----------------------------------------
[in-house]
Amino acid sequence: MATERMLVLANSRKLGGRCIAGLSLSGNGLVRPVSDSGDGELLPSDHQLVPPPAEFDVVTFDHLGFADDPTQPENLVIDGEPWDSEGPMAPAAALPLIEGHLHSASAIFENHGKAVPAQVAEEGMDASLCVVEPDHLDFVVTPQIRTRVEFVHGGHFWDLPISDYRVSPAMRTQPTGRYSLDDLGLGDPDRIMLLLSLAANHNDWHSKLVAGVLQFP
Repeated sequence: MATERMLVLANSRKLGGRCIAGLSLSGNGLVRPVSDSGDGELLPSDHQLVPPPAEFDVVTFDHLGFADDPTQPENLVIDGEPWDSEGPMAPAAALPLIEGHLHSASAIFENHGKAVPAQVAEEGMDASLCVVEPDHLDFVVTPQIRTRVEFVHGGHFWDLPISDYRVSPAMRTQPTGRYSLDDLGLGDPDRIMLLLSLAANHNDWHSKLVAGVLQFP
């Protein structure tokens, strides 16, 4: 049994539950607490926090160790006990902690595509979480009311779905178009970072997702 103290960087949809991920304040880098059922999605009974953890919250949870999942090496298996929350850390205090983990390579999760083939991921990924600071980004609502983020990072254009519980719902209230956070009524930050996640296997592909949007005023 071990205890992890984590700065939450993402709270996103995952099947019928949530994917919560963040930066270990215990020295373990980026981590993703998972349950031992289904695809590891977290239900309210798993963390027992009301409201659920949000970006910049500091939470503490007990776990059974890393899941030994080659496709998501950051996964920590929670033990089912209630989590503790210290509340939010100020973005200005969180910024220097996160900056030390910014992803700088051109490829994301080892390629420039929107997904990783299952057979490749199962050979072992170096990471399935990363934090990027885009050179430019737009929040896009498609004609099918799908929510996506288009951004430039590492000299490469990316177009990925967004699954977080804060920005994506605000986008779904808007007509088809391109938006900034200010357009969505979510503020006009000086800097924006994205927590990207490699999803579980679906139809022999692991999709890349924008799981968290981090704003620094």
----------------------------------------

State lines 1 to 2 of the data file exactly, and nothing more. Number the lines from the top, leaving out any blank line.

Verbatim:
[in-house]
Amino acid sequence: MATERMLVLANSRKLGGRCIAGLSLSGNGLVRPVSDSGDGELLPSDHQLVPPPAEFDVVTFDHLGFADDPTQPENLVIDGEPWDSEGPMAPAAALPLIEGHLHSASAIFENHGKAVPAQVAEEGMDASLCVVEPDHLDFVVTPQIRTRVEFVHGGHFWDLPISDYRVSPAMRTQPTGRYSLDDLGLGDPDRIMLLLSLAANHNDWHSKLVAGVLQFP